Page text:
Meetings and conferences

Global Risk Dialogue: Hazards with escalation potential - Implications for risk research

Organizer(s) United Nations Office for Disaster Risk Reduction International Science Council (ISC) Centre for the Study of Existential Risk Simon Institute for Longterm Governance
Global Risk Dialogue Session I

Watch the event recording


The international community increasingly seeks to understand the large-scale risks we face, and the role institutions can play in better preventing, preparing and managing the hazards that give rise to these risks. In response to this growing demand, the United Nations Office for Disaster Risk Reduction, the International Science Council, the Centre for the Study of Existential Risk and the Simon Institute for Longterm Governance joined forces to develop a briefing note on hazards with the potential to lead to global and existential catastrophes.

The briefing note identifies 10 geological, biological, technological, and social hazards  with global escalation potential. These hazards share certain concerning characteristics, such as the ability to affect multiple systems and to bypass established response and coping capacity. They also stand to be significantly amplified or modified by the influential forces of climate change and artificial intelligence. Together, these hazards and forces create a level of complexity that today’s governance structures are unfit to deal with.

To effectively address the most severe threats humanity is facing, the briefing note argues that important changes in risk research and governance will be needed, including a greater focus on hazards with escalation potential and the forces that drive their development. 

The Global Risk Dialogues will bring together global experts and practitioners to discuss what this means, in practice. The first Risk Dialogue, held on 13 November, will focus on implications for risk research. The second Risk Dialogue, held on 20 November, will explore implications for governance at the national and international levels.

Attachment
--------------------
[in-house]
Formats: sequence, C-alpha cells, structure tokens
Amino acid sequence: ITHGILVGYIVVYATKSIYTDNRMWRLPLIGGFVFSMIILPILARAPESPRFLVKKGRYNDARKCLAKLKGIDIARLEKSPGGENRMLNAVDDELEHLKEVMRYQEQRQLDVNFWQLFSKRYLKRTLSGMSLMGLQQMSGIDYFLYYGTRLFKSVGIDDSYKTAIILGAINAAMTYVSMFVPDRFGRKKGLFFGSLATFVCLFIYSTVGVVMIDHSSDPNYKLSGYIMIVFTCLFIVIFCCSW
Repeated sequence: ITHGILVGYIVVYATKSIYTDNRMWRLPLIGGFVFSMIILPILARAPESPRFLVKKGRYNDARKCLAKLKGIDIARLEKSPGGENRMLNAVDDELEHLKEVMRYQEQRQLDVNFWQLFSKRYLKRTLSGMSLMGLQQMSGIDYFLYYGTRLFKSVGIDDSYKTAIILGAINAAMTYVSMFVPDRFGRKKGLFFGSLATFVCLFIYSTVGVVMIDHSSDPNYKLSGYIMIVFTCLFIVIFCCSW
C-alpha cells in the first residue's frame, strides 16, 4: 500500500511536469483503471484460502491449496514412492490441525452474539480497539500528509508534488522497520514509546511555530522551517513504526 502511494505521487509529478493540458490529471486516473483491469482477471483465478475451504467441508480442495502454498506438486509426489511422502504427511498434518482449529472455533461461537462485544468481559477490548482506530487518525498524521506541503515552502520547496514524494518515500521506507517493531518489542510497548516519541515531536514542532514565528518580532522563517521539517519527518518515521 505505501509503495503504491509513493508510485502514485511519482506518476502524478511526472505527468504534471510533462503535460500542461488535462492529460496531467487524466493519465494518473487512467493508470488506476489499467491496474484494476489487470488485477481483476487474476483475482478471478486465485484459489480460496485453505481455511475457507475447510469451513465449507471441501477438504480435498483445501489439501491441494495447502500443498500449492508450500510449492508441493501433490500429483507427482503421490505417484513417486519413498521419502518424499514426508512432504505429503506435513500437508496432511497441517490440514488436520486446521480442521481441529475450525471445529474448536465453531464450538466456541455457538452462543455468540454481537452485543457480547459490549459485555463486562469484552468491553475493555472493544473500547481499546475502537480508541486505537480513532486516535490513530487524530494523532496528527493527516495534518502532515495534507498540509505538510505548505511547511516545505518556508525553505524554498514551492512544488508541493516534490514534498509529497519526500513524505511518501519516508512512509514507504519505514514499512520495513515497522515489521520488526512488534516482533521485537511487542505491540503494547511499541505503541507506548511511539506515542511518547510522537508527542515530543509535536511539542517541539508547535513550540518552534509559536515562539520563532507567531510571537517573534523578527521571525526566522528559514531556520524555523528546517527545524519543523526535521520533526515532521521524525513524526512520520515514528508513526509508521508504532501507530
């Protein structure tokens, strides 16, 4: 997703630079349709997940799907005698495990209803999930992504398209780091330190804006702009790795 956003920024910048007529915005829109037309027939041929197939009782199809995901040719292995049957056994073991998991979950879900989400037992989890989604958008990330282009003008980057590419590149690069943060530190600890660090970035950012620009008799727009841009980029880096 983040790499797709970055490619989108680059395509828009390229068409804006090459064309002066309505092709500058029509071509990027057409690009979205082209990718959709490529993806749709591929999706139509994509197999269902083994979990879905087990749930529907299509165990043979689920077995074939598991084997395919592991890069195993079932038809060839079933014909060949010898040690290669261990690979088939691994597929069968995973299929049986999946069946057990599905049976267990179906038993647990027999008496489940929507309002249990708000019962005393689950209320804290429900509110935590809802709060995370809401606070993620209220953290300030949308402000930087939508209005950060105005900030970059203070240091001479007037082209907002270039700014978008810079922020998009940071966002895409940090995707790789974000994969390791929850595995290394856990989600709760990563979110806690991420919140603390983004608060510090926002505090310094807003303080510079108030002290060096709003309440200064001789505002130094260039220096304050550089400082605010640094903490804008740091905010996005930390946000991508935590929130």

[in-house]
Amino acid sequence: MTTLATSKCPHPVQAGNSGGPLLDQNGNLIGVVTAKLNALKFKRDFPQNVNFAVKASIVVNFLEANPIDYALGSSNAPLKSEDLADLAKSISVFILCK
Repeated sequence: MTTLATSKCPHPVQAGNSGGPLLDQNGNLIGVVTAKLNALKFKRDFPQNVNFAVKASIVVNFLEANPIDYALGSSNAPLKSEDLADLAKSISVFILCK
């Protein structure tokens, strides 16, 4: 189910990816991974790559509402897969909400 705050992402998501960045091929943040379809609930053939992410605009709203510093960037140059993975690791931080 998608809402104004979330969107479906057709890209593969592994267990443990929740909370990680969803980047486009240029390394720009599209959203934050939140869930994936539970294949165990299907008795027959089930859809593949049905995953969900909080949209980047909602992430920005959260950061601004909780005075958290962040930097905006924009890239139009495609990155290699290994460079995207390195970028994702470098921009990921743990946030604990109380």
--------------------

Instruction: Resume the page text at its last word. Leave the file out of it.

“Continued technological advances, accelerating climate change and the rise in zoonotic diseases mean the likelihood of extreme, global catastrophic or even existential risks is present on multiple, interrelated fronts. An effort is warranted to better define and identify the extreme, catastrophic and existential risks that we face.”

UN Secretary General, António Guterres, Our Common Agenda

Session I: Hazards with escalation potential - Implications for risk research

The session will discuss how risk research must evolve to promote better understanding and management of hazards with escalation potential. It will: 

  • examine experience and good practice from global practitioners working on the management of risks related to hazards with escalation potential.
  • discuss how risk research can play an important role in supporting risk management practice and revealing and overcoming system vulnerabilities.
  • call for risk researchers to specifically address hazards that could trigger cascades leading to global and existential catastrophe, as well as their drivers.


  • Chair: Ms. Loretta Hieber Girardet, Chief, Risk Knowledge, Monitoring and Capacity Development Branch, UNDRR
  • Keynote: Ms. Jenty Kirsch-Wood, Chief, Global Risk Analysis and Reporting Section, UNDRR
  • Moderator: Ms. Rhea Katsanakis, Programme Management Officer, UNDRR
  • Prof. Fabrice Renaud, Head of School of Social & Environmental Sustainability, Professor in Environmental Risk/Community Resilience, University of Glasgow & IUCN - CEM
  • Mr. Maxime Stauffer, Co-founder and Co-CEO of the Simon Institute for Longterm Governance
  • Ms. Sumaya Nur Adan, Scholar at the University of Cambridge

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